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Carnage In Cryptocurrencies As Coincheck Withdrawal Halt, NEM Collapse Rattle Market

How many times have we said it? Almost everyone needs an exchange. 

How many times have we said it? Almost everyone needs an exchange.

There’s this idea out there pushed by cryptocurrency advocates that digital currencies are akin to illicit drugs. That is, you can’t stamp them out because motivated parties are always going to be able to transact with each other. The obvious problem with that analogy is that cocaine (for instance) is a physical thing. I can always meet José in the parking lot of the local Waffle House and hand him $900 for a zone. But even that’s complicated by the fact that because it’s illegal, our “exchange” options are limited to Waffle House parking lots or, if we’re doing a bigger deal, the middle of the desert.

When you combine the shady aspect with a non-physical “asset” (i.e. cryptocurrencies) what you end up with is a situation where it’s damn near impossible for regular people to transact in the absence of online exchanges. I can’t meet someone at the Exxon and swap physical dollars for physical Bitcoin because there is no such thing as a physical Bitcoin. That, in turn, means that if the cryptocurrency exchanges run into problems, the market will crash simply because the vast majority of market participants will not be interested in figuring out how to go about obtaining cryptocurrencies. Everyone knows how to drive to the Waffle House. It’s just a matter of if you have the connect and if you’re willing to take the risk. With cryptocurrencies, there’s an extra obstacle: figuring out how to actually do the trade in the absence of streamlined online exchanges.


Here’s how we explained this in the context of Nassim Taleb’s recent effort to espouse the virtues of Bitcoin (or at least the idea behind Bitcoin):

This notion that “no authority” can doom Bitcoin isn’t true. Almost everyone needs an exchange. No, you cannot stop two determined parties from swapping Bitcoin for dollars, but the vast majority of people participating in this market are not “determined parties”. They are speculators and their interest in participating will ebb and flow with how easy it is for them to participate. If governments shutter the exchanges or if central banks make convertibility into traditional currencies a crime, well then the vast majority of people are just going to say “fuck it”, because it’s not worth the effort. That’s not an attempt to say anything bad about Bitcoin or about Taleb’s assessment, it’s just an attempt to communicate the reality that people are ignorant and lazy.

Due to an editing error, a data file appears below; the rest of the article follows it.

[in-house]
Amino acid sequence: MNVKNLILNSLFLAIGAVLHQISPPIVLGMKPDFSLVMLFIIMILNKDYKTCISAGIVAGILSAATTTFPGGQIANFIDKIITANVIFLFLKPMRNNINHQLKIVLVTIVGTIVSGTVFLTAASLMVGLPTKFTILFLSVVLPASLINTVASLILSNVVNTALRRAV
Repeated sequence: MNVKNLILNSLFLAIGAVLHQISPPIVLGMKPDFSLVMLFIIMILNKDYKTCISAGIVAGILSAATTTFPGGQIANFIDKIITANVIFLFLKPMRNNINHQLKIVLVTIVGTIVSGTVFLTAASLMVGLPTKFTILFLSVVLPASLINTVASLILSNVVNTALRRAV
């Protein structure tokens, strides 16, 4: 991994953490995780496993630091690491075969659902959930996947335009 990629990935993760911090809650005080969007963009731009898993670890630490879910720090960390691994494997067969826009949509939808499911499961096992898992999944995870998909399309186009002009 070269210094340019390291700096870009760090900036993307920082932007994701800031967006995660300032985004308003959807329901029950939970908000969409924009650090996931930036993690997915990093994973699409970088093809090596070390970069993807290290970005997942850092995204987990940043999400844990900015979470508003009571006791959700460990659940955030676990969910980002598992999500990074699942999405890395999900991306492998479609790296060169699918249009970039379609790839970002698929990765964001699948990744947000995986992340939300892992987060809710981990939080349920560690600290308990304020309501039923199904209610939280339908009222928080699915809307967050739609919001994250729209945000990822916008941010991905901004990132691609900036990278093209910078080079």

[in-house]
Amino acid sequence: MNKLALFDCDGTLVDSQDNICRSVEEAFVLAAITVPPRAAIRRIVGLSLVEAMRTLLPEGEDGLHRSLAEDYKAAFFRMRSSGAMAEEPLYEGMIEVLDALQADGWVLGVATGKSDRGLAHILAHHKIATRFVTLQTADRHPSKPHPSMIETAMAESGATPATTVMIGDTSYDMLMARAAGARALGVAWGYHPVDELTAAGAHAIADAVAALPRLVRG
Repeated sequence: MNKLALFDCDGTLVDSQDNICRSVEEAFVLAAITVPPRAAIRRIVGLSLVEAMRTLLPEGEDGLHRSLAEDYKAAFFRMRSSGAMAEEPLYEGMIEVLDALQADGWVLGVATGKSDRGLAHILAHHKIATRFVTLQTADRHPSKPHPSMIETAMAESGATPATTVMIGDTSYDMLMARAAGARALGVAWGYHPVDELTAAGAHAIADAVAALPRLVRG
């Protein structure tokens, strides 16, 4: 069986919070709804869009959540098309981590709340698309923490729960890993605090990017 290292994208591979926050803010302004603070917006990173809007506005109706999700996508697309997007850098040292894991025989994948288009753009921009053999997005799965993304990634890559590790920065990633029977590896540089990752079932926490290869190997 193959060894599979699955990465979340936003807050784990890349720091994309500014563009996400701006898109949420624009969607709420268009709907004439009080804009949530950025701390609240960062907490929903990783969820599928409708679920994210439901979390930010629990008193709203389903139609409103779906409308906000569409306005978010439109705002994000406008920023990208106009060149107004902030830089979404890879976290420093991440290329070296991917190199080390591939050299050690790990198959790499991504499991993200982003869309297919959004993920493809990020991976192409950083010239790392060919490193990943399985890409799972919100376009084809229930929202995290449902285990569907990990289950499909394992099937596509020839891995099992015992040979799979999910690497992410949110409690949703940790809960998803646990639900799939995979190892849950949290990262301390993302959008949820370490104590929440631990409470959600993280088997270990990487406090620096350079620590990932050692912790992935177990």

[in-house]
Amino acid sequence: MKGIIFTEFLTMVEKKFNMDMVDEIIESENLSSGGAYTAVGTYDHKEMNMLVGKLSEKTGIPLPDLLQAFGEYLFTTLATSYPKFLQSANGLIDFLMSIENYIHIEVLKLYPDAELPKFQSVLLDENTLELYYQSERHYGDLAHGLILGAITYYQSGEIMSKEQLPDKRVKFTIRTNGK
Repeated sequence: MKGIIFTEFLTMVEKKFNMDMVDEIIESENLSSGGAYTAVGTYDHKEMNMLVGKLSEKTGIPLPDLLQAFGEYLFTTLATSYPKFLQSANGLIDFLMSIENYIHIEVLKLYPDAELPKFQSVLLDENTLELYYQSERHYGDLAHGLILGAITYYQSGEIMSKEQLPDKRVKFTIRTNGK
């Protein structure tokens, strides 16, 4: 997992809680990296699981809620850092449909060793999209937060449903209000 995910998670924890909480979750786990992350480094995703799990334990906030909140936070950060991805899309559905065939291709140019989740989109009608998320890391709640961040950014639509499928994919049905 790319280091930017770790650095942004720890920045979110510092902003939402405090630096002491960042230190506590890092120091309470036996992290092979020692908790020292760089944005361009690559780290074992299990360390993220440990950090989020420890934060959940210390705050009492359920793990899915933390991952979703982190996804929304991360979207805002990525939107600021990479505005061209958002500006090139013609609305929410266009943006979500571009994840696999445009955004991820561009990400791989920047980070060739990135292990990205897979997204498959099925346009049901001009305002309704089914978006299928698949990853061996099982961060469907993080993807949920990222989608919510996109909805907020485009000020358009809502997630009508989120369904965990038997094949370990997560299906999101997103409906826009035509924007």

Given all of that, it should come as no surprise that cryptocurrencies are crashing on Friday after Tokyo-based Coincheck halted withdrawals in all currencies including the yen and stopped trading in NEM.

Here are the translated tweets (and the Bing translations make this even more amusing than it already was):



“In Japan, one of the world’s biggest markets for cryptocurrencies, policy makers have introduced a licensing system to increase oversight of local venues, seeking to avoid a repeat of the Mt. Gox exchange collapse that roiled cryptocurrency markets worldwide in 2014,” Bloomberg notes, in their piece documenting this situation, before adding that “Coincheck has yet to receive a license.”

Here’s the reaction across the market:


Apparently, this is the problem:


Here’s NEM:


“Investors and traders are very sensitive to any news involving the big exchanges,” Peter Sin, a trader and co-head of the digital currency sub-committee at ACCESS, a Singapore-based cryptocurrency and blockchain industry association, told Bloomberg for the same article linked above.

Indeed, Peter.

And the reason investors and traders are “very sensitive” to exchange news is precisely because without the exchanges, there is no fucking market.

For now, we’ll leave you with the heatmap – which is a sea of red:



2 comments on “Carnage In Cryptocurrencies As Coincheck Withdrawal Halt, NEM Collapse Rattle Market